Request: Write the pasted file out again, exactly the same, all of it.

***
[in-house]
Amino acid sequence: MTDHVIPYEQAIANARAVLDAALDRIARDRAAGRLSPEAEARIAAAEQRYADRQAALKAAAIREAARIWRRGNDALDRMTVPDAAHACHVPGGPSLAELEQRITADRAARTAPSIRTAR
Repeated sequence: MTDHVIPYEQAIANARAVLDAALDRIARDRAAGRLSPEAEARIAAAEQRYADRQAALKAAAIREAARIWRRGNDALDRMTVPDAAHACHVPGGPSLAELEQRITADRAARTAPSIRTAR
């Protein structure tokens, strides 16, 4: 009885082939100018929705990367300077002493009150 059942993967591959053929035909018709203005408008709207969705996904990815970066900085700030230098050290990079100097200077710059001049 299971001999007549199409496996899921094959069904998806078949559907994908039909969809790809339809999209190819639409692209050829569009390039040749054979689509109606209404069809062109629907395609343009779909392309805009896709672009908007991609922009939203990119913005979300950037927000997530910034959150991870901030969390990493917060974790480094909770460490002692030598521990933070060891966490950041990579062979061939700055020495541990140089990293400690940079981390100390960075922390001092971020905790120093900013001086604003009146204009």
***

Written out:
[in-house]
Amino acid sequence: MTDHVIPYEQAIANARAVLDAALDRIARDRAAGRLSPEAEARIAAAEQRYADRQAALKAAAIREAARIWRRGNDALDRMTVPDAAHACHVPGGPSLAELEQRITADRAARTAPSIRTAR
Repeated sequence: MTDHVIPYEQAIANARAVLDAALDRIARDRAAGRLSPEAEARIAAAEQRYADRQAALKAAAIREAARIWRRGNDALDRMTVPDAAHACHVPGGPSLAELEQRITADRAARTAPSIRTAR
């Protein structure tokens, strides 16, 4: 009885082939100018929705990367300077002493009150 059942993967591959053929035909018709203005408008709207969705996904990815970066900085700030230098050290990079100097200077710059001049 299971001999007549199409496996899921094959069904998806078949559907994908039909969809790809339809999209190819639409692209050829569009390039040749054979689509109606209404069809062109629907395609343009779909392309805009896709672009908007991609922009939203990119913005979300950037927000997530910034959150991870901030969390990493917060974790480094909770460490002692030598521990933070060891966490950041990579062979061939700055020495541990140089990293400690940079981390100390960075922390001092971020905790120093900013001086604003009146204009």